In response to a dry Wet
Each year brings its variations and fluctuations in species diversity and density and 2019 has revealed some new trends of its own. There are many factors determining the movement of species within a local area and across the continent. The Wet of 2019 delivered a disappointing amount of rain – and perhaps this is influencing the birds we have recorded around the BBO the first half of this year.
Firstly, the bountiful inland wetlands, namely Lake Eda, Lake Campion and Taylor’s Lagoon are dry as of mid-June. This has meant our typical lakes recordings such as Wood Sandpiper, Green Pygmy-Goose, Comb-crested Jacanas and vagrant waders have been non-existent for the past few months.
We haven’t had any Long-tailed Finches recorded at the BBO since May. They are usually a fairly regular bird bath visitor, often accompanying Zebra Finch. Conversely, Zebra Finch have appeared to be in greater numbers than in previous years, and can be found almost at any time with the ubiquitous bird bath visitors; the Double-barred Finches.
Unusual Honeyeater activity has been the theme of the year as thousands of Pied and Black Honeyeater have been recorded on passage around the Observatory as early as March. With the flowering of the Hakea macrocarpa and the Lysiphyllum cunninghamii, the Pied and Black Honeyeaters have been stopping to feed. BBO guest, Alan Rose counted an incredible 16,000 in passage in a 24 hour period in May on Quandong Point. These birds may have been on a return journey from flowering trees on the Dampier Peninsula to their core habitat further south. Although many distribution maps show the Broome region lying outside the species’ range, their movement patterns are complex and similar passage has been observed in previous years (most recently 2012 and 2013). However, the 2019 numbers are orders of magnitude greater than these records! Also following the nectar bounty are Yellow-tinted Honeyeaters which weren’t recorded at all in the BBO campground in 2018 and once in 2017.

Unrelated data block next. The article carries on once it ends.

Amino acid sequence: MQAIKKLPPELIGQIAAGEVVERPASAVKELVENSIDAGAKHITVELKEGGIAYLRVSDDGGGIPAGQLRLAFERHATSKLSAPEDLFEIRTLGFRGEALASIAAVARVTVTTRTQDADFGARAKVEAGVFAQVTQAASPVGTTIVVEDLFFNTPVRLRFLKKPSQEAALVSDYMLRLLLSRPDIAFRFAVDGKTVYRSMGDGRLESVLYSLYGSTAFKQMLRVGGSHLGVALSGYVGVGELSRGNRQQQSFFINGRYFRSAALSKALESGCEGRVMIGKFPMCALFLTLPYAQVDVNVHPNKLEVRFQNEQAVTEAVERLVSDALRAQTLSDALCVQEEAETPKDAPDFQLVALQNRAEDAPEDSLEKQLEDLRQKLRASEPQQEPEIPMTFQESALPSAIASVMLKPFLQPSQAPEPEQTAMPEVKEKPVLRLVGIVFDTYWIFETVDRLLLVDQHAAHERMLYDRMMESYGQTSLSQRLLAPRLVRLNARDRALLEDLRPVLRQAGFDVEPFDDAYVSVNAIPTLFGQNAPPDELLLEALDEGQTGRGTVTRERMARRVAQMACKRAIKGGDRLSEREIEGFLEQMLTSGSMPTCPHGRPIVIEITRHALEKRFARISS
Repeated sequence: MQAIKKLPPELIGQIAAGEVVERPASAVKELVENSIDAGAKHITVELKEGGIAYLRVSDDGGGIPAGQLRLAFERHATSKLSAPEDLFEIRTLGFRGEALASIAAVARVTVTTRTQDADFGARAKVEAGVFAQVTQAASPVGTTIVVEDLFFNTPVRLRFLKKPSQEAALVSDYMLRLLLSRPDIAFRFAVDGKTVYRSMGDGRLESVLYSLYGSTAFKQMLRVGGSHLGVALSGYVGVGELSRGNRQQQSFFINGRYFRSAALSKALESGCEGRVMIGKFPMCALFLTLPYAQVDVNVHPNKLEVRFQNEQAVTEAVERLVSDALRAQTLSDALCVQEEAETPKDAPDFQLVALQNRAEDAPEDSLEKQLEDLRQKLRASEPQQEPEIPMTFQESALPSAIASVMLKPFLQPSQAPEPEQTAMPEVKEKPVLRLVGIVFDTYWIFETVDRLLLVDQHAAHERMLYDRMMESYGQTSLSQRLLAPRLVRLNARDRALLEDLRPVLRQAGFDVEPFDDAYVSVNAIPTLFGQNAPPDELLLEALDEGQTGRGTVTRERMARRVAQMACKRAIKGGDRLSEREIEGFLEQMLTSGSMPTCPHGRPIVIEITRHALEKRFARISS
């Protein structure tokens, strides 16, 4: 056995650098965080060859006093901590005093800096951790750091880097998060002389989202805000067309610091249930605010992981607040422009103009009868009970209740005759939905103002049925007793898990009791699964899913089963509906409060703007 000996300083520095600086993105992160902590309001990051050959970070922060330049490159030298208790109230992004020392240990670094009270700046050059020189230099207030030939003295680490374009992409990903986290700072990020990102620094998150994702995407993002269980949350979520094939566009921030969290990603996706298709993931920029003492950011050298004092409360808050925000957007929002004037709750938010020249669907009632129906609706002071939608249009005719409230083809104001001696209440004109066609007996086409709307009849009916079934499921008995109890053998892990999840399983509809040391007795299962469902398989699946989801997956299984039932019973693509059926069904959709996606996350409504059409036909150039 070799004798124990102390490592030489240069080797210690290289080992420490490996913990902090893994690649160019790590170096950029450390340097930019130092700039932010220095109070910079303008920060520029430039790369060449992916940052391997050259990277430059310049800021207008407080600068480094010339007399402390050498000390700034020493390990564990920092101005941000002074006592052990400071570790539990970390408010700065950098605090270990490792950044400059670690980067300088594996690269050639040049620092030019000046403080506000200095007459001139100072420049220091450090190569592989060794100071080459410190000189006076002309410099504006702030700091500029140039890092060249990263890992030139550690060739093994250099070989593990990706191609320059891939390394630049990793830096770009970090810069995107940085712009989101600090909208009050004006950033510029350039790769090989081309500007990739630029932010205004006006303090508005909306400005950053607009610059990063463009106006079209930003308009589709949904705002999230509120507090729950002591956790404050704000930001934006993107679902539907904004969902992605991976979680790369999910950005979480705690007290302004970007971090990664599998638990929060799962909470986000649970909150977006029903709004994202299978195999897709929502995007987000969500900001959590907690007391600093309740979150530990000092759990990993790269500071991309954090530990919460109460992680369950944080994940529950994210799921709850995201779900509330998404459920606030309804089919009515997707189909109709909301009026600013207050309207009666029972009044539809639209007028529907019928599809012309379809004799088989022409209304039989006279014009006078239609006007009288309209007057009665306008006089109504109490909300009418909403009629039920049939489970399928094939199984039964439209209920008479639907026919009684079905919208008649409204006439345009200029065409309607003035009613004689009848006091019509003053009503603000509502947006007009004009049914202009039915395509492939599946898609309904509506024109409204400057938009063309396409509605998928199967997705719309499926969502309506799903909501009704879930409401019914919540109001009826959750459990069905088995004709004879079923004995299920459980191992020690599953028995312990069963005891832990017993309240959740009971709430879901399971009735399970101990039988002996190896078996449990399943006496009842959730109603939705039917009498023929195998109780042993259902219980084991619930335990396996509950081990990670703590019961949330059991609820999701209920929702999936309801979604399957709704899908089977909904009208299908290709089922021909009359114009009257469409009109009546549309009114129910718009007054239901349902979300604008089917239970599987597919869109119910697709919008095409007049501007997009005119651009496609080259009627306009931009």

A terrific Honeyeater record was Assistant Warden Merryn’s Grey-headed Honeyeater, spotted on the beach track. Two Spiny-cheeked Honeyeaters were also seen earlier in the season, the first record for Broome in 20 years. Banded Honeyeaters have been seen somewhat regularly around the BBO grounds over the past couple of weeks.
Crimson Chats are another eruptive honeyeater that has been enjoying the dry plains of Roebuck Plains Station, just behind the BBO.
Red-winged Parrots have displayed an absolute surge in numbers of the past couple of weeks with flocks of up to 80 individuals seen flying over the Observatory and feeding in the Woodland on Roebuck Plains Station. Budgerigars have been passing over the Observatory in their tens for the past few months.
Perhaps a less glamorous, but equally noticeable change in bird population is the constant presence of Australian White Ibis at the Shadehouse bird baths. Unique to 2019, what began in February as a couple of individuals taking advantage of the water has turned into a morning ritual of 30+ Ibis sauntering around the bird baths. Australian White Ibis have been seen pecking the tails of stubborn Agile Wallabies but are quickly displaced when the Brown Goshwak visits for a drink.
A Kimberley Flycatcher (presumably the one individual) has been hanging around the mangroves of Little Crab Creek after being first seen in February this year. Kimberley Flycatcher’s are not normally seen reliably in the Crab Creek Mangroves, however this individual appears every so often during a Mangrove Tour.
Just a couple of other interesting sightings from this first half of the year include: Fairy Pitta at Matsos (February), Painted Finch at the Shadehouse bird baths (April), Flock Bronzewings at Sewerage Works (June), White-backed Swallow at Demco drive (July) and Black Falcon at Tagarana Bore (July).